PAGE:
Russian efforts to weaken the West through a relentless campaign of information warfare may be starting to pay off, cracking a key bastion of the U.S. line of defense: the military.While most Americans still see Moscow as a key U.S. adversary, new polling suggests that view is changing, most notably among the households of military members.The second annual Reagan National Defense Survey, completed in late October, found nearly half of armed services households questioned, 46%, said they viewed Russia as ally.Overall, the survey found 28% of Americans identified Russia as an ally, up from 19% the previous year.A sun ray illuminates St. Basil’s Cathedral on Red Square during a cold winter day in Moscow, Russia, Jan. 11, 2019.Generally, the pollsters found the positive views of Russia seemed to be “predominantly driven by Republicans who have responded to positive cues from [U.S.] President [Donald] Trump about Russia,” according to an executive summary accompanying the results.While a majority, 71% of all Americans and 53% of military households, still views Russia as an enemy, the spike in pro-Russian sentiment has defense officials concerned.“There is an effort, on the part of Russia, to flood the media with disinformation to sow doubt and confusion,” Defense Department spokesperson Lieutenant Colonel Carla Gleason told VOA.“This is not only through discordant and inflammatory dialogue but through false narratives designed to illicit sympathetic views,” she said, adding, “we are actively working to expose and counter Russian disinformation whenever possible.”Reagan National Defense SurveyThe Reagan National Defense Survey, conducted on behalf of the Ronald Reagan Presidential Foundation and Institute, questioned just more than 1,000 adults between Oct. 24 and Oct. 30, with a margin of error of plus or minus 3.1 percentage points.Concern among U.S. officials runs deep, partly because other surveys have also found a growing willingness in the U.S. to view Russia positively.For example, Paul R. Pillar, Georgetown UniversityOthers fear Russia’s gains in public opinion are symptomatic of a bigger problem that the Kremlin has managed to exploit.“People’s beliefs and perceptions are shaped more by whatever the leaders of their own political tribe say than by ideology, history, or even their own self-interest,” said Paul Pillar, a former senior CIA officer now with Georgetown University.He said, for now though, the gradual change in U.S. perceptions of Russia has had limited impact.“Many Republicans can slavishly follow Trump’s lead on most matters, including the rhetorical line on Russia, but still, say, support defense expenditures designed to maintain strength vis-a-vis Russia,” Pillar said, noting a variety of U.S. sanctions against Moscow are still in place.The U.S. national defense strategy, updated just two years ago, likewise lists Russia along with China, as the prime threats to the U.S.For the most part, the Reagan National Defense Survey found a majority of Americans are in agreement.“When we asked Americans which countries were tops on their list in terms of the threat that they posed to the United States the first was China [28%] and the second was Russia [25%],” said Ronald Reagan Institute Policy Director Rachel Hoff.She also said there was strong sentiment that the U.S. should not cede any ground on the global stage, to Russia or anyone else.“They want America to take the lead when it comes to international events rather than a less engaged posture where our country is reacting to global events,” Hoff told VOA, pointing to a 50% to 33% margin.At the same time, other polls have pointed to a lingering wariness on the part of a majority of Americans when it comes to Russia.A Gallup survey published in February of this year found only 24% of Americans had a positive view of Russia, down from a 44% favorable rating in February of 2013.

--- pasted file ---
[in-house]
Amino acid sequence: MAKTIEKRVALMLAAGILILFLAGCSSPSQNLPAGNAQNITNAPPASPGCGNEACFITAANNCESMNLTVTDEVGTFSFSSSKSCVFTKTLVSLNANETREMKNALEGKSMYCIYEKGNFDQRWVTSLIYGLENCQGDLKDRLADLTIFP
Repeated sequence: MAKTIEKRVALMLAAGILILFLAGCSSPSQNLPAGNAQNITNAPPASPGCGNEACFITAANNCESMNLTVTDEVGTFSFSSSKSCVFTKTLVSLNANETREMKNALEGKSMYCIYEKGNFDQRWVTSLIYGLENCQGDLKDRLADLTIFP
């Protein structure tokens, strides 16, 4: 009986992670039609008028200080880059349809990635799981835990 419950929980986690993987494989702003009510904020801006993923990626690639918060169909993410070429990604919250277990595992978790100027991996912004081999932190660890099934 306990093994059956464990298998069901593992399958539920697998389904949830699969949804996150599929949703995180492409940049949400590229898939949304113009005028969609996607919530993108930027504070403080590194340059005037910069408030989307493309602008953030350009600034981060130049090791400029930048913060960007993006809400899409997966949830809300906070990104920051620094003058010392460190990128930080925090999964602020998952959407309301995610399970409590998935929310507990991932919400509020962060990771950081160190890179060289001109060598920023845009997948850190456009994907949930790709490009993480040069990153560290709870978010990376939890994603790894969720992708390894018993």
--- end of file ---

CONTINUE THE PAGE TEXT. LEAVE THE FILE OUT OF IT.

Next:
Truckers Block Roads as French Strikes hit Weekend Travel

Strikes disrupted weekend travel around France on Saturday as truckers blocked highways and most trains remained at a standstill because of worker anger at President Emmanuel Macron’s policies.Meanwhile, yellow vest protesters held their weekly demonstrations over economic injustice in Paris and other cities, under the close watch of police. The marchers appear to be emboldened by the biggest national protests in years Thursday that kicked off a mass movement against the government’s plan to redesign the national retirement system.As the strikes entered a third day Saturday, tourists and shoppers faced shuttered subway lines around Paris and near-empty train stations.Other groups are joining the fray, too.
Nationwide Strike Paralyzes France video player.